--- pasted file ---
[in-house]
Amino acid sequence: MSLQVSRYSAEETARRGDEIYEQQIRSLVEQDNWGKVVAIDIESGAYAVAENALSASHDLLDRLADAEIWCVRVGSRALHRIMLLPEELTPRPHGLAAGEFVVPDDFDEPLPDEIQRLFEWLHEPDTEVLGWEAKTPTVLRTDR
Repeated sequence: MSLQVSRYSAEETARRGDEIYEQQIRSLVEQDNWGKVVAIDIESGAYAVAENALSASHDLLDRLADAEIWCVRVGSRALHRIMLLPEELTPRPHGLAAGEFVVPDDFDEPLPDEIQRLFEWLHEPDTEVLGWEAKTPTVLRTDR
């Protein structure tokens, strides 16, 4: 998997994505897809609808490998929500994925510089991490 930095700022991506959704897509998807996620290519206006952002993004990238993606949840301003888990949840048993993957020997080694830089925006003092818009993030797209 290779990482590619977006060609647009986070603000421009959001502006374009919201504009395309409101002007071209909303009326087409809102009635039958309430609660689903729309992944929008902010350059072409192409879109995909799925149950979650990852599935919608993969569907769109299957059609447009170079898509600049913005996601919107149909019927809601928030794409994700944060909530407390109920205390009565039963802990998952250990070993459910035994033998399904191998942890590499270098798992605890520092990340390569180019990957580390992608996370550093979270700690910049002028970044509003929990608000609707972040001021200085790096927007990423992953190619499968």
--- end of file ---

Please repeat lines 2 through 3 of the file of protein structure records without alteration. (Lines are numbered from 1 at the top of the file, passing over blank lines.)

Amino acid sequence: MSLQVSRYSAEETARRGDEIYEQQIRSLVEQDNWGKVVAIDIESGAYAVAENALSASHDLLDRLADAEIWCVRVGSRALHRIMLLPEELTPRPHGLAAGEFVVPDDFDEPLPDEIQRLFEWLHEPDTEVLGWEAKTPTVLRTDR
Repeated sequence: MSLQVSRYSAEETARRGDEIYEQQIRSLVEQDNWGKVVAIDIESGAYAVAENALSASHDLLDRLADAEIWCVRVGSRALHRIMLLPEELTPRPHGLAAGEFVVPDDFDEPLPDEIQRLFEWLHEPDTEVLGWEAKTPTVLRTDR